Most of us understand what clutter is. Clutter is the useless junk that accumulates around the house, the stuff you don’t need but can’t seem to get rid of. When we think clutter, we think objects. But there’s another, more sinister kind of clutter that could be eating away at your productivity: visual clutter.
Visual Clutter is anything that you can see but don’t need to see. For example you may have a supply caddy on your desk with your pens, post-its, scissors, highlighters, and all sorts of other office tools. But if you only use the highlighter once a month, it becomes visual clutter. Every time you reach for a pen you have to take a moment to process the presence of the highlighter and decide that it is not the item you want. You don’t notice that you’re doing it, and by itself it doesn’t seem to effect your day. But these little bits of micro processing can eat away at your ability to make important decisions. When you surround yourself with visual clutter, you surround yourself with distraction.
Here are a few of the top sources of visual clutter and how to handle them:
Dock or Task Bar
The taskbar on a PC and the Dock on a Mac are breeding grounds for unnecessary images. While they can be great for allowing quick access to commonly used programs, if they grow too big they become no different than looking through your entire folder of applications. Some icons might even be left over from when you first got your computer. Keep only the icons you use every week. Use Spotlight on the Mac or the PC find function to access other applications.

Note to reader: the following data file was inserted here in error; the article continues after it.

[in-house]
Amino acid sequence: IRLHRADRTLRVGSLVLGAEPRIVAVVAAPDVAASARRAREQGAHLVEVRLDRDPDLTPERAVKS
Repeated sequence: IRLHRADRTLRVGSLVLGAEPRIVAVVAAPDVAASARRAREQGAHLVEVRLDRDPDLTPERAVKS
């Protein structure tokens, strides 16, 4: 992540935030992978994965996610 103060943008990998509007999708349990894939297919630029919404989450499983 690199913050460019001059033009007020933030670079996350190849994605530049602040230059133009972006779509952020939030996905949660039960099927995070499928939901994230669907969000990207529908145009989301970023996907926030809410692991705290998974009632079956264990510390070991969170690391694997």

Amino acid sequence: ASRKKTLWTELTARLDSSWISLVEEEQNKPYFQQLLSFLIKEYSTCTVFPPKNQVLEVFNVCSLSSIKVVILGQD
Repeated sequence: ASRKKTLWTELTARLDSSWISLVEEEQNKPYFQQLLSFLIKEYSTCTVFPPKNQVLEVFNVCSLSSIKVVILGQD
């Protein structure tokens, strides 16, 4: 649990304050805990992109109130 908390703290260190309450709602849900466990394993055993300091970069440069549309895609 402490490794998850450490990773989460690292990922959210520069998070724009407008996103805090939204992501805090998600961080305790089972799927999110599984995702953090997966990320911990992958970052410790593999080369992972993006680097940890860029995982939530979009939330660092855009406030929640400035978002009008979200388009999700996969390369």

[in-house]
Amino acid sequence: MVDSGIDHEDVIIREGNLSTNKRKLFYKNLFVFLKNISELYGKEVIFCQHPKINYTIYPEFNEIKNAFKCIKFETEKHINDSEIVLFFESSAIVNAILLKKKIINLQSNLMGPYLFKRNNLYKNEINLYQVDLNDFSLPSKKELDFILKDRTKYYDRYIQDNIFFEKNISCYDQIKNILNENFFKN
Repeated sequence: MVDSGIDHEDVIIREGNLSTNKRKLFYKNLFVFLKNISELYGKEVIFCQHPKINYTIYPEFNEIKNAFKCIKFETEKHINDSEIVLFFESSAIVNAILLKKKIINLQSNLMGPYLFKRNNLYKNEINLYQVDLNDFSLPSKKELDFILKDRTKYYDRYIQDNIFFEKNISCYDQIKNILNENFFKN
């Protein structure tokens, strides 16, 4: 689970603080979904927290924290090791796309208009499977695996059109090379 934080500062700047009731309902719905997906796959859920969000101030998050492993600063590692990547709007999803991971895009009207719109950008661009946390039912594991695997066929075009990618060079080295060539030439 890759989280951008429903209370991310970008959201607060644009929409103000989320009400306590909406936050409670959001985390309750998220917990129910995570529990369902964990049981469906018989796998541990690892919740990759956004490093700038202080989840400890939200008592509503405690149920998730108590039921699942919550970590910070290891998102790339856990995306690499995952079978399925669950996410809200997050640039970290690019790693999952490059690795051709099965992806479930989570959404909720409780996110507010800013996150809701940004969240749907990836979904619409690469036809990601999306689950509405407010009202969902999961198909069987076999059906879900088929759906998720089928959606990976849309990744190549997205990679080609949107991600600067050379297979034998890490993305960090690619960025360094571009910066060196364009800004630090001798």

Just like with the Dock or Task Bar, you shouldn’t have a bunch of permanent shortcuts or icons on your desktop. Think of your desktop like an inbox: it’s a great place for current projects and temporary files, but nothing should live there permanently.
A Post-It is meant to be temporary – it shouldn’t stay fixed to the side of your monitor for months on end. Usually people do this with passwords, logins, and other website info. Consider other places the information can be stored, such as a single text file that’s easy to pull up on your computer. If you want to keep the info out in the open, find a better way to organize it at your desk, such as a printed sheet of paper taped onto the wall or to the inside of a nearby cupboard.
A desk full of unfinished tasks can make it difficult to focus on anything. Try cleaning everything off the desk and replacing only what you absolutely need for the next task (computer, mouse, external monitor). Put everything else in a drawer or box nearby, and see what you need to pull out of the box over the next few days. At the end of the week anything left in the box belongs in a drawer, not on your desk.
A fun picture of your kids is not visual clutter if it brings you joy. Just remember the golden rule of keepsakes: if everything is special, nothing is special. The more decorations you have up, the less important each one becomes. The items that decorate your workspace should be things you love. Sure the little figurine the title rep gave you is cute, but would you really miss it if it were gone?
Take a moment to look around your digital and physical workspaces and find the things you don’t need to see anymore.